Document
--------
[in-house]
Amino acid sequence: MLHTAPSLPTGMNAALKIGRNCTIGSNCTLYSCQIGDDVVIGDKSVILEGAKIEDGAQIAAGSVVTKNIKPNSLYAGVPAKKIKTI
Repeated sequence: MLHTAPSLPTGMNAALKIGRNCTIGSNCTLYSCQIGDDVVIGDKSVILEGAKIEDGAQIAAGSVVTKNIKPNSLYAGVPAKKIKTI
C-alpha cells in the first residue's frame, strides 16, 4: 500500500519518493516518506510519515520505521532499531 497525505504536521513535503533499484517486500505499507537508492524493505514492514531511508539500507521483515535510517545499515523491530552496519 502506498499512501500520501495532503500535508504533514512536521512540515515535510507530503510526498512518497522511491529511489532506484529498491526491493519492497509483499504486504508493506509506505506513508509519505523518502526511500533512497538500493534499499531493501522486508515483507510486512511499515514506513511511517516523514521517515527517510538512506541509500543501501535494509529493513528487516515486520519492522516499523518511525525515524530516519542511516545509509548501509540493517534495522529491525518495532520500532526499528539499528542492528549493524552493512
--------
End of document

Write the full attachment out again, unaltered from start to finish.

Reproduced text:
[in-house]
Amino acid sequence: MLHTAPSLPTGMNAALKIGRNCTIGSNCTLYSCQIGDDVVIGDKSVILEGAKIEDGAQIAAGSVVTKNIKPNSLYAGVPAKKIKTI
Repeated sequence: MLHTAPSLPTGMNAALKIGRNCTIGSNCTLYSCQIGDDVVIGDKSVILEGAKIEDGAQIAAGSVVTKNIKPNSLYAGVPAKKIKTI
C-alpha cells in the first residue's frame, strides 16, 4: 500500500519518493516518506510519515520505521532499531 497525505504536521513535503533499484517486500505499507537508492524493505514492514531511508539500507521483515535510517545499515523491530552496519 502506498499512501500520501495532503500535508504533514512536521512540515515535510507530503510526498512518497522511491529511489532506484529498491526491493519492497509483499504486504508493506509506505506513508509519505523518502526511500533512497538500493534499499531493501522486508515483507510486512511499515514506513511511517516523514521517515527517510538512506541509500543501501535494509529493513528487516515486520519492522516499523518511525525515524530516519542511516545509509548501509540493517534495522529491525518495532520500532526499528539499528542492528549493524552493512